We must end the normalization of the unconscionable - Manitoba's high child poverty rate is not acceptable.
Under the former NDP government and now under the current PC government in Manitoba, our province has an extraordinarily high child poverty rate. On November 21, Campaign 2000 released its latest report which showed that Manitoba has a child poverty rate of 27.5% - that more than a quarter of Manitoba children live in poverty. We have, sadly, the highest child poverty rate of all provinces. The average across Canada is 17.5%, a full ten percent below Manitoba. The high rate of poverty has continued for so long that it is now expected. The unconscionable has been normalized. This in not acceptable.
While federal policies are important to our national effort, the fact that Manitoba has the highest child poverty rate shows that Manitoba, compared to other provinces has poor policies with respect to reducing child poverty. I have spoken out many times about the need for better efforts to reduce poverty in Manitoba. In 2008, Kevin Lamoureux and I introduced Bill 226, the Social Inclusion and Anti-Poverty Act. The NDP followed with a poverty reduction plan but it was not effective. I have also promoted a basic income program for Manitoba.
On November 22, I asked the PC government why they had been so slow in acting on their commitments to make poverty reduction a priority. My question and the government's response can be seen clicking on this link - Gerrard question on poverty: - or in the text from Hansard below.
It needs to be noted that while Scott Fielding, in his answer, claims he has expanded the rent assist program, in fact funding has been reduced - see this link. Further his claim to have helped reduce poverty by increasing the basic exemption has done little to address poverty - indeed, the reduction in tax is much large for high income earners than for those on low incomes.
It does, however, need to be mentioned that in response to Campaign 2000's report and my questions in the Manitoba Legislature, the government has announced consultations which are promised to lead to a plan to reduce poverty, and a committee meeting is being held Dec 4 to look at poverty reduction. However, words and intentions will mean little until we actually see a significant reduction in poverty in Manitoba.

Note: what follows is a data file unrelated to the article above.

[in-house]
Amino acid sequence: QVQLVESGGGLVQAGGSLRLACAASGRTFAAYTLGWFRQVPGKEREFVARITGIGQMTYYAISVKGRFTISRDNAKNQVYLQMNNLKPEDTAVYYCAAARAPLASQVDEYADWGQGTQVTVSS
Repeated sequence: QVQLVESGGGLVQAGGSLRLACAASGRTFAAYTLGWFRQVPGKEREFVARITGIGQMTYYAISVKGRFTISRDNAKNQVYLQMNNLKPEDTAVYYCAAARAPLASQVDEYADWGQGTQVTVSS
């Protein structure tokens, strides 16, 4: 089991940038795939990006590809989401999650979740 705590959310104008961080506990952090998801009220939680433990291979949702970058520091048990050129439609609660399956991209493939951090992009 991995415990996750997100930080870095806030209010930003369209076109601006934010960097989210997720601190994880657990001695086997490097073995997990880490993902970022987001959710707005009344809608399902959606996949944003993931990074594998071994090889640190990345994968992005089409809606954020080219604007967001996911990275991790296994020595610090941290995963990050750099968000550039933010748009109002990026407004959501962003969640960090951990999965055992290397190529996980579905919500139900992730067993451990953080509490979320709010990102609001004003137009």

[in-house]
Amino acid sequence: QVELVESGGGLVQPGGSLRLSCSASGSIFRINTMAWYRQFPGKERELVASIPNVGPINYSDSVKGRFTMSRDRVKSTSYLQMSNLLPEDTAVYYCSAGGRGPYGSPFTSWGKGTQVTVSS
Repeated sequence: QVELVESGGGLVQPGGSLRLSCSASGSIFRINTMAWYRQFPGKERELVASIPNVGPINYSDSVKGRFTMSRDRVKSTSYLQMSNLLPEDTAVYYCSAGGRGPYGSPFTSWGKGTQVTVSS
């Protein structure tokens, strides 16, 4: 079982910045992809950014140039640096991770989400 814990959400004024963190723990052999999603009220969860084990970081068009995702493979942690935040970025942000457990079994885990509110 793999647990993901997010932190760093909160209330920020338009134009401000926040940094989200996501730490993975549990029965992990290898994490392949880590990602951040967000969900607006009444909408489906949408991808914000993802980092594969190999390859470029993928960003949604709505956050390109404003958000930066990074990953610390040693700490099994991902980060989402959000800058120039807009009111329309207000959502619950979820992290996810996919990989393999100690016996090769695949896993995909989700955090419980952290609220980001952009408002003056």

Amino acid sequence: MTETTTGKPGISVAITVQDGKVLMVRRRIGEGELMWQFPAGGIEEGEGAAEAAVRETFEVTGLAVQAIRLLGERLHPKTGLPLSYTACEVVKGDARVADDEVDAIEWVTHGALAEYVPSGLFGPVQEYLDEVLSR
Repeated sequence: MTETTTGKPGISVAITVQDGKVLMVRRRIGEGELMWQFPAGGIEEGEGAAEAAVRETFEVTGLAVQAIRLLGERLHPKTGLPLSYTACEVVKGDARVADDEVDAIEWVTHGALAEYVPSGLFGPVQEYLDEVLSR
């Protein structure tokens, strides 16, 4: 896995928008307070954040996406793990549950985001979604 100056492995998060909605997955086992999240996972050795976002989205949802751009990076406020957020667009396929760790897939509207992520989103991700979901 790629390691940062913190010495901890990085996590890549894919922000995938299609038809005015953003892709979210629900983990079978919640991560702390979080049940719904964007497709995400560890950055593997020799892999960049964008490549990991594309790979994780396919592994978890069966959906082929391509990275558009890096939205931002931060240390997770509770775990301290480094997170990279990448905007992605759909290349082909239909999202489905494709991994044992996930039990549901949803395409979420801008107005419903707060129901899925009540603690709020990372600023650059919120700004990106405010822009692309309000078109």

FROM HANSARD - Nov 22, 2017
Poverty Reduction - Government Plan
Hon. Jon Gerrard (River Heights): Health is important, and poverty is a root cause of many health issues. Yesterday, Campaign 2000 reported that Manitoba has the highest provincial rate of child poverty. In 1992, the PC government rolled back the social assistance levels to 1986 rates, and PC and NDP governments in the years since have essentially left it there.
Since being elected, the Premier (Mr. Pallister) and his Cabinet changed the balanced budget law to give themselves a 20 per cent raise. Their changes to the basic exemption meant top earners got the biggest breaks.
Why has this government delayed, delayed and delayed some more in introducing a poverty reduction plan? Is this yet another broken promise?
Hon. Scott Fielding (Minister of Families): Addressing poverty is an issue this government takes very seriously. We know that the previous NDP government got it all wrong. In fact, they were leading the nation in terms of child poverty for many, many years, and that's why we've taken some concrete action in terms of the amount of people that have access to the Rent Assist program. Over 2,200 more people are supported under the Rent Assist program.
We've also reduced the basic–we've also changed things in terms of the basic personal exemption, where over 2,100 individuals are off the tax rolls altogether.
These are some of the items that we think will help address people and put more money in people's pockets.